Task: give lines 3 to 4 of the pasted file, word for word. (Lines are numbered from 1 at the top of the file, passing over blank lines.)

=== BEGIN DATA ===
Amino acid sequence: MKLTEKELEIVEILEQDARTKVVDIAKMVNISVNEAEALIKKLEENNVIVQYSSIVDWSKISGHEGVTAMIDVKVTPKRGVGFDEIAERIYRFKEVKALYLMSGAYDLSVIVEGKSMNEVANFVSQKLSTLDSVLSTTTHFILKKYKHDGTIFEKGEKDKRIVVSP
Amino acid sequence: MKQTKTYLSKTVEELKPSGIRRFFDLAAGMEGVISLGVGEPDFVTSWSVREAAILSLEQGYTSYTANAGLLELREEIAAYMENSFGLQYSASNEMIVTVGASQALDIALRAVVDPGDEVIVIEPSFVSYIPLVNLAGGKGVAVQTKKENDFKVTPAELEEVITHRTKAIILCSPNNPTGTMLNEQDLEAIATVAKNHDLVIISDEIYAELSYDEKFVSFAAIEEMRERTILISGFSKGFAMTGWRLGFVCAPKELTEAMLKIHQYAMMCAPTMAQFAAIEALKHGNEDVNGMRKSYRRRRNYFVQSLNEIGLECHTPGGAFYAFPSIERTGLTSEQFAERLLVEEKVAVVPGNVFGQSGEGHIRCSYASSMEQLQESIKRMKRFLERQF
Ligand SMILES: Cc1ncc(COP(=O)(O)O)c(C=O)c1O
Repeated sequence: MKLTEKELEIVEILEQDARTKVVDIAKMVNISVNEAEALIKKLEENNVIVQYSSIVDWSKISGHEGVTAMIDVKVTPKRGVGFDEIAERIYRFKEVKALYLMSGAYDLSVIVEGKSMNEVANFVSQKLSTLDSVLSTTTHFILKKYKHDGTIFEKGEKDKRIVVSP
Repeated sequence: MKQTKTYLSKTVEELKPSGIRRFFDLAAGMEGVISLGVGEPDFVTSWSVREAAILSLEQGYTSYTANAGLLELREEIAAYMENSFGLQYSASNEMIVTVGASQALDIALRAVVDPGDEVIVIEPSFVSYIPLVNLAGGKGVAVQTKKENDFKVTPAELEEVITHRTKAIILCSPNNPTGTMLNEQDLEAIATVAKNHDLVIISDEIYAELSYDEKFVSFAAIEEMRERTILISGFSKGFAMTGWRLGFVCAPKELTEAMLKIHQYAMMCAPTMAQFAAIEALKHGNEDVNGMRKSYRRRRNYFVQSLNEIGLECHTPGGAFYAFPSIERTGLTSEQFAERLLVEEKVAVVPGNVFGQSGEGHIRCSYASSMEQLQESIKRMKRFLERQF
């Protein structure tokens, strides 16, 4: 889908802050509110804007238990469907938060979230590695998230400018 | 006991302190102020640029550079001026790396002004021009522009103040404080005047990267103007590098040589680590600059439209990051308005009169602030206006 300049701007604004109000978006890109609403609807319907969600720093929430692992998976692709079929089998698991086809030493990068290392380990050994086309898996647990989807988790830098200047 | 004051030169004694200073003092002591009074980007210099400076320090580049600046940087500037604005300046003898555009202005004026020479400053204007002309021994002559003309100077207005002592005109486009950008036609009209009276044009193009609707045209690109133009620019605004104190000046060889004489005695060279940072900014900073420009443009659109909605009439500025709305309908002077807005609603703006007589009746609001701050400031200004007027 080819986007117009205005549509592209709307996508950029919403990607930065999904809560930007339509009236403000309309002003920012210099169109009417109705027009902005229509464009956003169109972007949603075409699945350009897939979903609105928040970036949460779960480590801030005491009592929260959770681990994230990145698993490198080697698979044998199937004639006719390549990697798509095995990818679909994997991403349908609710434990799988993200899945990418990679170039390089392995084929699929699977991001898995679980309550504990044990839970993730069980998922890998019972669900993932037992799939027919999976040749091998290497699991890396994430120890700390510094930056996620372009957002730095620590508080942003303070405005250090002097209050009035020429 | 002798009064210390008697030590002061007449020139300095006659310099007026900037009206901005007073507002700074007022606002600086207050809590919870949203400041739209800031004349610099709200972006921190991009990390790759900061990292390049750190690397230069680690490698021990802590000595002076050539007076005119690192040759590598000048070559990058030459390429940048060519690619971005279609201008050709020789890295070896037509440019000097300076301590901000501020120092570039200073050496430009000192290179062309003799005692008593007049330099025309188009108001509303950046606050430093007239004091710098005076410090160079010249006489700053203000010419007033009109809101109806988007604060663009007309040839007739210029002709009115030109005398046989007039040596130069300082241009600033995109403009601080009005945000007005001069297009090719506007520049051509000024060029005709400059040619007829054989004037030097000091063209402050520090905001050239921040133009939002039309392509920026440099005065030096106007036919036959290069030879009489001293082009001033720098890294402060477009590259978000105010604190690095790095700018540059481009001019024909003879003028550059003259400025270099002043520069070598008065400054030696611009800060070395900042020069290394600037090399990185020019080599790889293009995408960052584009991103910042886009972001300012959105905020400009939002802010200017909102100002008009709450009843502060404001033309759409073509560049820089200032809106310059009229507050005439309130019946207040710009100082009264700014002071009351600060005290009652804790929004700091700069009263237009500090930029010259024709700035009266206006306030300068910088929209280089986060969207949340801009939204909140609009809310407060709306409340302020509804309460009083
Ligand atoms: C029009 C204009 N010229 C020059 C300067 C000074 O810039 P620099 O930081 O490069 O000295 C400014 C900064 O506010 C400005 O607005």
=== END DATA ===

Ligand SMILES: Cc1ncc(COP(=O)(O)O)c(C=O)c1O
Repeated sequence: MKLTEKELEIVEILEQDARTKVVDIAKMVNISVNEAEALIKKLEENNVIVQYSSIVDWSKISGHEGVTAMIDVKVTPKRGVGFDEIAERIYRFKEVKALYLMSGAYDLSVIVEGKSMNEVANFVSQKLSTLDSVLSTTTHFILKKYKHDGTIFEKGEKDKRIVVSP